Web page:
India celebrates its 71st Republic Day today. I would like to congratulate each of my readers on this day of enforcement of the one of the world’s most elaborate constitution. Just like every other nation, there are a lot of hits and some misses of our beloved country. Not going into detail, this post is dedicated to one such miss that till date happens in our education system. You are not made aware of the concept of financial freedom unless it’s too late. So today, I will try to set up 5 thumb rules which can equip you with financial literacy and set you on the road to your financial independence.
I have made these guidelines on the basis on my experience with finance. Not long ago I was a total financial mess. If my story teaches you nothing, it will, for sure, give you some motivation. You may think that if this guy can make it, any damn noob can. So, without further ado, let’s explore (1) What is this financial freedom after all? (2) some tips, tricks and habits that will draw you closer to the must achieve goal of financial freedom.
What is Financial Freedom?
Just to set the expectations straight, financial freedom is NOT having limitless money and property at your disposal. If you think that being financially free, would make you the next Elon or Jeff of the world, that may probably take a little longer (a couple of lifetimes may be?).
With that being said, financial freedom is simply having enough residual income to cover all your living expenses. Think of it this way: If you are not working and instead your savings pay you a monthly “salary” to bear your expenditure. This “salary” should be able to cover the exact lifestyle (almost) that you would live while earning.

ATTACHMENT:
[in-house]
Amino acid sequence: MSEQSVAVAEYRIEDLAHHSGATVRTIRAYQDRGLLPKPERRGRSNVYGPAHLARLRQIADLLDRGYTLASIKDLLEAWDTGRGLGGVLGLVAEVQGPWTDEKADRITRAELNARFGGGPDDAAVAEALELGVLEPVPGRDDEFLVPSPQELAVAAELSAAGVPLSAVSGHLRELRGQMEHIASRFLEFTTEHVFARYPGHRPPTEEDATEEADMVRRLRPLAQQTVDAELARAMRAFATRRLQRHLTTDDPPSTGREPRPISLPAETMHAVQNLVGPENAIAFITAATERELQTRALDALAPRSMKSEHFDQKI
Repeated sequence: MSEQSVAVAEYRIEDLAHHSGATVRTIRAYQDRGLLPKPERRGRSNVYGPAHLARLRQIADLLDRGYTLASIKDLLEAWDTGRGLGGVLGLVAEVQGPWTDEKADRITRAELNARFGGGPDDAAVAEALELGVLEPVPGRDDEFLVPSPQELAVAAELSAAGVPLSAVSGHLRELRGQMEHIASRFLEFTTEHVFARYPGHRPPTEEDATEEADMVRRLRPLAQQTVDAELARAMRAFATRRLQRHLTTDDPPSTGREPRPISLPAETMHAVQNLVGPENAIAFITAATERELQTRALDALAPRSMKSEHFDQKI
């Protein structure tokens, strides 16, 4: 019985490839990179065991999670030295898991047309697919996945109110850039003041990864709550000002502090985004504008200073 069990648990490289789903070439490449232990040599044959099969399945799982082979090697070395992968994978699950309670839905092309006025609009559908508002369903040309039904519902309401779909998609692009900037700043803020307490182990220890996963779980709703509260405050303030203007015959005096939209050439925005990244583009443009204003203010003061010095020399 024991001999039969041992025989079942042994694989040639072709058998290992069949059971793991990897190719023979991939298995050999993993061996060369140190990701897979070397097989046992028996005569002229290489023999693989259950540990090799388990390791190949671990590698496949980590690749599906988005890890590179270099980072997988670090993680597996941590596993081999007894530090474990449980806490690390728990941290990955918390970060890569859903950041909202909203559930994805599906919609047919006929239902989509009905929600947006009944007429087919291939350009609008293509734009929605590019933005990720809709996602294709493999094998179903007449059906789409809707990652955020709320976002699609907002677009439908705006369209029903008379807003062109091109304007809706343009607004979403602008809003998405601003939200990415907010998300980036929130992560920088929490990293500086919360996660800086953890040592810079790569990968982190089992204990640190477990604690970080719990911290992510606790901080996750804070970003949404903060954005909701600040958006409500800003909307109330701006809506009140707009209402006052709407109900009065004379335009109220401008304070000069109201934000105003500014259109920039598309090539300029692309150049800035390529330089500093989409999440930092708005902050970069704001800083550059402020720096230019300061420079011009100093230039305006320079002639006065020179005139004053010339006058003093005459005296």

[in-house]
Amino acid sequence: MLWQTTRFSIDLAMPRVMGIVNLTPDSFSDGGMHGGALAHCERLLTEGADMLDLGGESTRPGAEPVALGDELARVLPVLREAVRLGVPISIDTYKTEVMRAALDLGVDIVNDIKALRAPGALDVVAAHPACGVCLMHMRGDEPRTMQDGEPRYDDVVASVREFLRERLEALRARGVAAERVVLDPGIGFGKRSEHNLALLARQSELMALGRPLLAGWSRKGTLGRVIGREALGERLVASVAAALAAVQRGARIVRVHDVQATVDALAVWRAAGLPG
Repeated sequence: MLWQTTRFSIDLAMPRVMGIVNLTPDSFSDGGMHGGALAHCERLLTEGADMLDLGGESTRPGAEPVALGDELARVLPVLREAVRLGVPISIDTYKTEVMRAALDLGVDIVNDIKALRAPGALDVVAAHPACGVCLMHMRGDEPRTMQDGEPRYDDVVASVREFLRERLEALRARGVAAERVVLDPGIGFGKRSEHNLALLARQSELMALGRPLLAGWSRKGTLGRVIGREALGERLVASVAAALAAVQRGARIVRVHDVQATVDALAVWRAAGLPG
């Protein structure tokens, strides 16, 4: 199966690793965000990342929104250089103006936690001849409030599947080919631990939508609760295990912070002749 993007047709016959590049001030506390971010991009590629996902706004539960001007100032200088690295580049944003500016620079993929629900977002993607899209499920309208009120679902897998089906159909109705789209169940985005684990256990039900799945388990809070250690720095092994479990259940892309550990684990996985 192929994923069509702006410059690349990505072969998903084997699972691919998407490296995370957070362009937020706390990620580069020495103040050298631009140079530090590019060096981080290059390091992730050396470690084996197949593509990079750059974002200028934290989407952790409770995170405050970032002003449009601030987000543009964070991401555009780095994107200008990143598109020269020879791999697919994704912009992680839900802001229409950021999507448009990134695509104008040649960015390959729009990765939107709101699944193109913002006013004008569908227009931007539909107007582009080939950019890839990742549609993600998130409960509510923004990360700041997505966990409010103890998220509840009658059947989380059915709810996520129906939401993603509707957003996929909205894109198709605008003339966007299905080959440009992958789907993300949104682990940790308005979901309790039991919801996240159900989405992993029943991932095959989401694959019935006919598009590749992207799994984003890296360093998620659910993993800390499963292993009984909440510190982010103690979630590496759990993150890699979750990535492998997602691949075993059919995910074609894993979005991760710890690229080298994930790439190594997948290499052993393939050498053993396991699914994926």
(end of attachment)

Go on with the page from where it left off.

Hard to imagine? Don’t worry. Most of us are on the same page. Let’s move on to the the fintips that will make this dream a little more realistic.
Everyone around you would ask you to save and invest. Your parents, friends, financial advisor and even government policies would be aligned to it. But what for? Many people invest money thinking they may need it some day. While SIP and forget is a good habit, one must plan for the goals.
Know what you are saving for. Unless you define the exact purpose of that investment, you may never know how much you’d need at all. And if you don’t know the final amount required, you may very well be satisfied with any return because you didn’t have any expectations since beginning any way.
To set up the context, I would give one example of investment I am looking forward to do. I am planning to go on an international trip in December 2022. Shortlisting on destinations, we decided that we’ll go to Europe. And further drilling down on different package costs, we realized that we may need 3L (including everything) for this trip.
Now 3L would be somewhere around 3.3L in two years after adjusting for inflation (assumed at 5%).
Using any SIP calculator available online, I found out that a SIP of Rs. 12,000 a month would yield Rs. 3.24L at maturity. I have assumed the interest to be at 12% which is doable in India basis the past performance.
This may give you an idea on how to go about an investment. So while investing “just for the sake of it” grows your money, you never know if it’ll actually be enough in the need of the hour.
PDCA or plan-do-check-act is a management concept that can very well be applied to your portfolio as well. There are people like me who keep on browsing their portfolio every single day. And then there are calmer ones who invest and forget. I’d say neither of these strategies are efficient. You should strike a balance, review your goals and tweak your portfolio accordingly.